The University Record, November 13, 2000

College of Pharmacy receives $3.4 million gift

By Dennis Gilbert
College of Pharmacy

Vahlteich
Beverly Vahlteich DeLaney of Cleveland Heights, Ohio, has made a $3.4 million gift to the College of Pharmacy—the largest single gift ever made to the College at one time.

The gift was made in honor of Hans W. Vahlteich, who received his bachelor’s and master’s degrees in pharmacy from the College in 1920 and 1921 respectively. Beverly Vahlteich DeLaney is the daughter and only child of the late Hans Vahlteich and Ella McCollum Vahlteich.

The $3.4 million Vahlteich DeLaney gift will be disbursed in three areas: $2 million will be used to establish the Hans W. Vahlteich Professorship in the College of Pharmacy; $1 million will be added to the College’s Hans and Ella McCollum Vahlteich Research Fund, established in 1984 and funded through their estate; and $400,000 will be added to the College’s Ara G. Paul Professorship.

“This gift is in memory of my father, his life and his passion for science, which was nurtured and given opportunity to flourish at the U-M College of Pharmacy,” explains Beverly Vahlteich DeLaney. “He and mother were modest people who shunned public display and fanfare. This is something I know they would have approved: a gift to benefit and encourage scientific discovery and achievement.”

The original Hans and Ella McCollum Vahlteich Research Fund was established to support research in biochemistry, microbiology and the relation of molecular structure to therapeutic values. Since its creation, grants have been made to governing faculty and research scientists with primary appointments in the College to encourage novel and preliminary investigations, support new initiatives that would enhance existing research or to provide bridging support to prevent disruption of ongoing research. Top Vahlteich Research Fund grants currently are $40,000, up from $25,000 when the fund was first established.

“We are absolutely delighted by the generosity and thoughtfulness of Beverly’s gift,” says Dean George L. Kenyon. “While all gifts to the college are valued and appreciated, a gift of this magnitude will have a powerful, immediate impact on our strategic initiatives.”

One of these initiatives is to recruit top faculty, Kenyon explains.

“We are going through a transitional phase at the College wherein we have to replace several key faculty who have already retired, or will soon do so,” Kenyon notes. “Endowed professorships, such as the Hans W. Vahlteich and the Ara G. Paul Professorships, facilitate this effort. A named professorship is designed to recognize exceptional achievement, and thus carries special prestige. Being able to offer an endowed chair enables us to compete more successfully for the best academic talent.”

Except for the one year he was an academic researcher at the Physiologisches Institut of the University of Berlin in 1927–28, the late Hans W. Vahlteich spent his entire professional career at Best Foods Inc. Between 1924 and his retirement in 1961, the Chicago native rose through the corporate ranks, from research chemist to vice president for research and quality control in 1943. At every step along the way, Vahlteich demonstrated an unusual capacity for transferring his knowledge of chemical processes into profitable commercial applications.

Although pioneering work on the hydrogenation of benzene and triglycerides had been done at the turn of the century, commercial applications were limited when Vahlteich entered industry in the early 1920s. A tireless innovator and experimenter, his patented work in the selective hydrogenation of domestic vegetable oils accelerated development and public acceptance of commercial margarine and helped transform Hellmann’s Mayonnaise® and Best Foods Mayonnaise® into nationally recognized brand names.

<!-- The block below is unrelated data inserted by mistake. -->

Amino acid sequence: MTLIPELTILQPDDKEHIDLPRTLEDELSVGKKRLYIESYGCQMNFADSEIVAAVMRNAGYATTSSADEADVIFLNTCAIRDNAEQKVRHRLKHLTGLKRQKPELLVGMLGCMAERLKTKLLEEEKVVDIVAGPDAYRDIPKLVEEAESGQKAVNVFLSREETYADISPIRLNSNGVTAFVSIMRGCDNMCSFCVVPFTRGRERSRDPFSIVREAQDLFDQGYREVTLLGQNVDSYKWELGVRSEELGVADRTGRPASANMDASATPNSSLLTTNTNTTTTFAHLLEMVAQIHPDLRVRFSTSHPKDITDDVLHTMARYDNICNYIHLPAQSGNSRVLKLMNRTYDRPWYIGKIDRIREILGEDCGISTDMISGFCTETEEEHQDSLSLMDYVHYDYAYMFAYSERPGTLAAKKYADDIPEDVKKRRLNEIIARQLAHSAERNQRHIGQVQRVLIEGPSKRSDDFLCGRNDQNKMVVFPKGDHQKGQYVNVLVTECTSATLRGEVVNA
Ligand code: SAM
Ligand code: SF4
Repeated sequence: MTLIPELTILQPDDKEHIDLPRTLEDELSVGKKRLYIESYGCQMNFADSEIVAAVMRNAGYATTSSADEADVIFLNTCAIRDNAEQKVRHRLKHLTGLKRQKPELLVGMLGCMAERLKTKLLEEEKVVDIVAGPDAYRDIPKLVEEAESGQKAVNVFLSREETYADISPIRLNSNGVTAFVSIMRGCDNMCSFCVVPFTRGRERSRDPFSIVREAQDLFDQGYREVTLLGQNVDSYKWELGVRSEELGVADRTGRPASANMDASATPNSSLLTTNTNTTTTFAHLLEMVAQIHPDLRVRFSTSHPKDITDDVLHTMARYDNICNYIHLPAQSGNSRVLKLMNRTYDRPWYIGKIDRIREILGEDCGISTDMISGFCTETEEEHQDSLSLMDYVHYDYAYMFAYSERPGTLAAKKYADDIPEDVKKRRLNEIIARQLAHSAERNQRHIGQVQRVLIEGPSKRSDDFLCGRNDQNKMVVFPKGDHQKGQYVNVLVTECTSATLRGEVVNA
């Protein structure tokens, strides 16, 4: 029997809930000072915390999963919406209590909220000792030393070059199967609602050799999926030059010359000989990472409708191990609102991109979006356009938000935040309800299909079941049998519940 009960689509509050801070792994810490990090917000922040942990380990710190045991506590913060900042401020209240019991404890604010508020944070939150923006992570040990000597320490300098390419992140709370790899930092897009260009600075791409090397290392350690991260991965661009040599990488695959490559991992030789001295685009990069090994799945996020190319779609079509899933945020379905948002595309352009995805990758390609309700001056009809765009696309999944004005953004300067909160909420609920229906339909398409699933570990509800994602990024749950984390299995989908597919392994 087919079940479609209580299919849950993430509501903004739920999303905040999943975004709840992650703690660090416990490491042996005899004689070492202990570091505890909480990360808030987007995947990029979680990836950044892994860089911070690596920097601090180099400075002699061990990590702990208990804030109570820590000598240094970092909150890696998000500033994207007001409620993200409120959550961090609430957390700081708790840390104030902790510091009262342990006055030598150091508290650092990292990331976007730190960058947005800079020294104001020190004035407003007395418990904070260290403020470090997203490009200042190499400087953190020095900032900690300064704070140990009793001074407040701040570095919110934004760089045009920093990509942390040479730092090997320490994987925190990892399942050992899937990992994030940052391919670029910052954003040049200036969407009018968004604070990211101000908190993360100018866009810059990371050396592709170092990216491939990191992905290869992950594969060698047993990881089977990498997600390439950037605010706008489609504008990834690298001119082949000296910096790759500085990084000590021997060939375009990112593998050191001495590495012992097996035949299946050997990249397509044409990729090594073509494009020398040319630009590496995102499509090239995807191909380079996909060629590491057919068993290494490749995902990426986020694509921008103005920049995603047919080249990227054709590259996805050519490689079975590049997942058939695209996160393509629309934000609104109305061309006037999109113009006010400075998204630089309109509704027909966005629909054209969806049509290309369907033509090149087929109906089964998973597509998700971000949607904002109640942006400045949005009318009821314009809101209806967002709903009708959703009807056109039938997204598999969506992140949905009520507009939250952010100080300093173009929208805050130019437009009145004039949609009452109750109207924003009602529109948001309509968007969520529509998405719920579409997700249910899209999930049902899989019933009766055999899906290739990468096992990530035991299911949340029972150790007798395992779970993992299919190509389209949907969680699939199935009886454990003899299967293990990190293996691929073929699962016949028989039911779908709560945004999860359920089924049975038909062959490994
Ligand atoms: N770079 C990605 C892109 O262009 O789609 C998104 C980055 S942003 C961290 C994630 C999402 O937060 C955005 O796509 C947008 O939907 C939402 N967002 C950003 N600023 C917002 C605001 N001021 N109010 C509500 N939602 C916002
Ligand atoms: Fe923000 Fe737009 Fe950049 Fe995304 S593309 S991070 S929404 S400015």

“I was practically born and raised in a drug store,” Vahlteich told then-Dean Emeritus Ara Paul during a campus visit in 1977. “I started to do chores and run errands when in grade school. I became an apprentice in the state of Illinois in January 1912, then assistant registered pharmacist, and finally full-registered on April 15, 1917—graduation day and also my 21st birthday. From 1915 to 1918, the drug store became my home. I opened it at 7:30 a.m., left for the day to attend pharmacy school, then returned to the store where my mother brought my dinner. I closed the store at 10 p.m. and slept in the back room to take care of night emergencies.

“Whenever there was time between semesters, or summer school and fall, I went back to Chicago and operated my father’s drug store. I was shuttling between Ann Arbor and Chicago and Chicago and New York for many years.”

During his U-M years, Vahlteich also was instrumental in establishing the alpha chapter of the Aristolochite Society, and became its president. The Aristolochite Society evolved into the modern National Rho Chi Honor Society, and Vahlteich received its Distinguished Service Award in 1980.

Looking back on his career from the vantage point of retirement, Vahlteich reflected that his pharmacy education played a critical role in his successful career.

“I could go into food chemistry and have certain advantages that someone who had never had any pharmacy would not have had, particularly in these days of food additives when dosage is such an important factor,” Vahlteich reflected in 1977. He also was quick to extol the merits of a pharmacy education as a general education.

“I still think it holds up well . . . I much prefer pharmacy to a straight literary education. It gives a tremendous capacity for enjoying life we wouldn’t have without it.”